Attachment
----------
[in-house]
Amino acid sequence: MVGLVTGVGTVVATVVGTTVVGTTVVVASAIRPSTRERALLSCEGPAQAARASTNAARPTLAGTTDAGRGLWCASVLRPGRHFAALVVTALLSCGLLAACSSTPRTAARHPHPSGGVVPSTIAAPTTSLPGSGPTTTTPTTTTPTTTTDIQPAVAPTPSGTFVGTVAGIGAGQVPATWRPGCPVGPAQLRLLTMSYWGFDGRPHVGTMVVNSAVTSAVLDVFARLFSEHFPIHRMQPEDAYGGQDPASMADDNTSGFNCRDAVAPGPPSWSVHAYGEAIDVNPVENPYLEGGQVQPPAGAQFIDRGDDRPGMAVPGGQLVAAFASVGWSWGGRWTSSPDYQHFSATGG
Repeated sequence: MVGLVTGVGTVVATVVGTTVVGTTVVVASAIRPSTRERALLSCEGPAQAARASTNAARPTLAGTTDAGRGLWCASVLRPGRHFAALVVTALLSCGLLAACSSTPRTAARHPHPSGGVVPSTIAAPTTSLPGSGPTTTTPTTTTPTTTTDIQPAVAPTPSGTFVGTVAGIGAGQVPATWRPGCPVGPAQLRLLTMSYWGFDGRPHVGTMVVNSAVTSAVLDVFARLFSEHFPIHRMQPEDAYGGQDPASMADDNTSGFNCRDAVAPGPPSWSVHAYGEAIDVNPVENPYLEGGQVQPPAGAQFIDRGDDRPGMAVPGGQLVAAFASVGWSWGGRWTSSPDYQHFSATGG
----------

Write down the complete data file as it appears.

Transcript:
[in-house]
Amino acid sequence: MVGLVTGVGTVVATVVGTTVVGTTVVVASAIRPSTRERALLSCEGPAQAARASTNAARPTLAGTTDAGRGLWCASVLRPGRHFAALVVTALLSCGLLAACSSTPRTAARHPHPSGGVVPSTIAAPTTSLPGSGPTTTTPTTTTPTTTTDIQPAVAPTPSGTFVGTVAGIGAGQVPATWRPGCPVGPAQLRLLTMSYWGFDGRPHVGTMVVNSAVTSAVLDVFARLFSEHFPIHRMQPEDAYGGQDPASMADDNTSGFNCRDAVAPGPPSWSVHAYGEAIDVNPVENPYLEGGQVQPPAGAQFIDRGDDRPGMAVPGGQLVAAFASVGWSWGGRWTSSPDYQHFSATGG
Repeated sequence: MVGLVTGVGTVVATVVGTTVVGTTVVVASAIRPSTRERALLSCEGPAQAARASTNAARPTLAGTTDAGRGLWCASVLRPGRHFAALVVTALLSCGLLAACSSTPRTAARHPHPSGGVVPSTIAAPTTSLPGSGPTTTTPTTTTPTTTTDIQPAVAPTPSGTFVGTVAGIGAGQVPATWRPGCPVGPAQLRLLTMSYWGFDGRPHVGTMVVNSAVTSAVLDVFARLFSEHFPIHRMQPEDAYGGQDPASMADDNTSGFNCRDAVAPGPPSWSVHAYGEAIDVNPVENPYLEGGQVQPPAGAQFIDRGDDRPGMAVPGGQLVAAFASVGWSWGGRWTSSPDYQHFSATGG